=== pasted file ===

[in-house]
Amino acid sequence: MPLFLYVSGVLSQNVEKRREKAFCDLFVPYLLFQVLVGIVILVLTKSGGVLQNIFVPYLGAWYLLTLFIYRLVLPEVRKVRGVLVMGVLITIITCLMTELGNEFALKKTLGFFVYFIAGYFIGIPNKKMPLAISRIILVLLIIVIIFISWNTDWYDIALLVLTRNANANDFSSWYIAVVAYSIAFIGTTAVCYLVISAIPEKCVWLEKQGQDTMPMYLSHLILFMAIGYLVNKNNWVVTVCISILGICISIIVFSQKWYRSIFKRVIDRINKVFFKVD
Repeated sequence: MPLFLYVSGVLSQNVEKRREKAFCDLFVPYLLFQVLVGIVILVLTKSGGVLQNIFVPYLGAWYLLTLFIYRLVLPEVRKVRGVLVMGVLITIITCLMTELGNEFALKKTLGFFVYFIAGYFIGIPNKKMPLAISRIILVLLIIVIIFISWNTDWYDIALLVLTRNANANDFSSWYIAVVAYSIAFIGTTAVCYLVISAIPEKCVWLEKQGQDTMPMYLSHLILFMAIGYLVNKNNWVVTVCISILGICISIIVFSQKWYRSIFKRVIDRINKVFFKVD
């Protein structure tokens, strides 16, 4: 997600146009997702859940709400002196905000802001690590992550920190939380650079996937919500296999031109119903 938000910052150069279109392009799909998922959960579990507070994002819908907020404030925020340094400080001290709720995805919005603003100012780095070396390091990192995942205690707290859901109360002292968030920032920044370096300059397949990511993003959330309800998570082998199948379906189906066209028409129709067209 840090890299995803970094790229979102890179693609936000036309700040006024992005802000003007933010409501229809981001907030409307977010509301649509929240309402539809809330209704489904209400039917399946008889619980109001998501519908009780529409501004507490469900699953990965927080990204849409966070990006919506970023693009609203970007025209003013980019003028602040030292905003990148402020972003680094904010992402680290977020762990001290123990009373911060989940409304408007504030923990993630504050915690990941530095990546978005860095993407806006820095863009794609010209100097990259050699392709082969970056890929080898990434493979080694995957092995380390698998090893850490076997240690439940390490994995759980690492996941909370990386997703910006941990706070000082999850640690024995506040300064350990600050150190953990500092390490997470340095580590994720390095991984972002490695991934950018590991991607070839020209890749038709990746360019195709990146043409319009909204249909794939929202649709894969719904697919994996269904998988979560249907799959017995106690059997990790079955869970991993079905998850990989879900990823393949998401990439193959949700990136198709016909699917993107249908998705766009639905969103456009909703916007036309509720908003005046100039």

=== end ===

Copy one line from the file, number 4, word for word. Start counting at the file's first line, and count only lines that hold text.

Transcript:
């Protein structure tokens, strides 16, 4: 997600146009997702859940709400002196905000802001690590992550920190939380650079996937919500296999031109119903 938000910052150069279109392009799909998922959960579990507070994002819908907020404030925020340094400080001290709720995805919005603003100012780095070396390091990192995942205690707290859901109360002292968030920032920044370096300059397949990511993003959330309800998570082998199948379906189906066209028409129709067209 840090890299995803970094790229979102890179693609936000036309700040006024992005802000003007933010409501229809981001907030409307977010509301649509929240309402539809809330209704489904209400039917399946008889619980109001998501519908009780529409501004507490469900699953990965927080990204849409966070990006919506970023693009609203970007025209003013980019003028602040030292905003990148402020972003680094904010992402680290977020762990001290123990009373911060989940409304408007504030923990993630504050915690990941530095990546978005860095993407806006820095863009794609010209100097990259050699392709082969970056890929080898990434493979080694995957092995380390698998090893850490076997240690439940390490994995759980690492996941909370990386997703910006941990706070000082999850640690024995506040300064350990600050150190953990500092390490997470340095580590994720390095991984972002490695991934950018590991991607070839020209890749038709990746360019195709990146043409319009909204249909794939929202649709894969719904697919994996269904998988979560249907799959017995106690059997990790079955869970991993079905998850990989879900990823393949998401990439193959949700990136198709016909699917993107249908998705766009639905969103456009909703916007036309509720908003005046100039």